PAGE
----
I worry about the young ones in the house and, obviously, the wife and myself, my own health. —Ryan Hoglund, resident

SALT LAKE CITY — New studies by the state of Utah and the U.S. Environmental Protection Agency have confirmed the presence of Perchloroethylene, or PCE, in the groundwater near East High School.

Residents in the Yalecrest neighborhood in Salt Lake City first raised concerns about water contamination after a Chevron oil spill two years ago, when 33,000 gallons of oil traveled from Red Butte Creek to the lake at Liberty Park. But water contamination apparently had nothing to do with the oil spill.

The exact source of the PCE has not been identified. But the likeliest source is an old dry cleaning facility at the VA hospital that was closed down in the 1980s, said Jeff Niermeyer of Salt Lake City Public Utilities.

When breathed in or consumed, the chemical can cause damage to the nervous system, liver and kidneys, according to the EPA website.

Ryan Hoglund said he has spent $20,000 excavating his yard in an attempt to drain spring water away at a rate of about 10 gallons every minute. He was not happy to learn almost two years ago that the water may have PCE in it, which he fears is evaporating into his home.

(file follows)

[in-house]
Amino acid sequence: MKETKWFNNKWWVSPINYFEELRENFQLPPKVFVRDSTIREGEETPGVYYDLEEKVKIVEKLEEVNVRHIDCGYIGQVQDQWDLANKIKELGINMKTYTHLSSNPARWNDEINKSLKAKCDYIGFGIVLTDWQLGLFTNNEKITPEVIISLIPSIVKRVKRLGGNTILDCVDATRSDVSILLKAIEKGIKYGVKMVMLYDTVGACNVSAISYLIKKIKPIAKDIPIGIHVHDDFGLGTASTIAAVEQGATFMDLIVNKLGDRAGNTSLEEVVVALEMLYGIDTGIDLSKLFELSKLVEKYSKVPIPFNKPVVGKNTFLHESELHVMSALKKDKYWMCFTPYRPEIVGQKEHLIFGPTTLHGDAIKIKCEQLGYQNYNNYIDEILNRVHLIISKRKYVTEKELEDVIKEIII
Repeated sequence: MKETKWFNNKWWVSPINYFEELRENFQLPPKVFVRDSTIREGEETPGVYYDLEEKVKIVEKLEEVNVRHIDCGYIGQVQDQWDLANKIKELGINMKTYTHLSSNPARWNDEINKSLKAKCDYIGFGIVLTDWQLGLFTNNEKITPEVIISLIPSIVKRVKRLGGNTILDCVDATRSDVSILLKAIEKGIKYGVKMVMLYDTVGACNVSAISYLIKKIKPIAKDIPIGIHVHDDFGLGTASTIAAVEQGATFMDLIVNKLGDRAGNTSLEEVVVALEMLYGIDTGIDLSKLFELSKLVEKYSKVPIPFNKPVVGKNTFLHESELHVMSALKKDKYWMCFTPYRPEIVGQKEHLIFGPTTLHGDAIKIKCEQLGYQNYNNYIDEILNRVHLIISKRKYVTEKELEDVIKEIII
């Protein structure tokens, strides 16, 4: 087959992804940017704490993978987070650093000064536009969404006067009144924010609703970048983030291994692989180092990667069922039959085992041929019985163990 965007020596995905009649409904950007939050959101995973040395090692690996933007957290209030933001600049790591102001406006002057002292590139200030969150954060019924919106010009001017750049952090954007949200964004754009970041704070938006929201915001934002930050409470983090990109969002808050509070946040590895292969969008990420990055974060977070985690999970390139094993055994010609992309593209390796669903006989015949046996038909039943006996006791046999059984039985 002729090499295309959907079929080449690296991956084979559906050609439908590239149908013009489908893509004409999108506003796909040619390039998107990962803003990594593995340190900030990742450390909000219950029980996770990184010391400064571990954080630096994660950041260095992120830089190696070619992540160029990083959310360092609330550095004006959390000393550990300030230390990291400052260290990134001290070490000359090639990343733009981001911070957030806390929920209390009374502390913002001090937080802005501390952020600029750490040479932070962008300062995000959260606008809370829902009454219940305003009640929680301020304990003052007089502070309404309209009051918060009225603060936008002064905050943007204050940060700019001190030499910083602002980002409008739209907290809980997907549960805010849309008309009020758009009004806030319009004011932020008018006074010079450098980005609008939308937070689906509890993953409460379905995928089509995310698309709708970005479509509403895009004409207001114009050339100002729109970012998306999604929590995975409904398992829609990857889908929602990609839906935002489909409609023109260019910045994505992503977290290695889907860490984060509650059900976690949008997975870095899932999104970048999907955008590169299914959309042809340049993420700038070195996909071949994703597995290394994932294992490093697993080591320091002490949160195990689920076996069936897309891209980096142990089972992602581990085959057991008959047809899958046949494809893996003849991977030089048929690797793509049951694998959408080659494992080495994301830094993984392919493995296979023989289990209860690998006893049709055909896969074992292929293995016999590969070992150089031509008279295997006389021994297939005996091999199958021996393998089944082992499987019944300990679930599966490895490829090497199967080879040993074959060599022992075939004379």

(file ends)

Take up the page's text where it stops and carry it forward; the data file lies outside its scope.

"I worry about the young ones in the house and, obviously, the wife and myself, my own health," Hoglund said.

The studies suggest that known groundwater contamination near the Veterans Medical Center has spread in recent years.

"Right now, the indications of these preliminary studies are that it's all the same plume and probably originated from that same source,"  Niermeyer said.

The water is not used for drinking, but residents worry about pets that might drink the water, and about fruits and vegetables they grow in their own yards.

"The garden I grow sits on top of contaminated soils," said resident Demian Hanks. "Soil that's soaked with water that's contaminated. And that's the worry that we have."

Residents have also expressed frustration that not enough is being done by government agencies to address the issue.

"I guess my larger concern is that folks say that they're going to take care of it. But that we never hear anything," Hoglund said.

Federal procedures spell out a process that could take years to determine if there's any serious risk, and to decide what, if anything, needs to be done about it.

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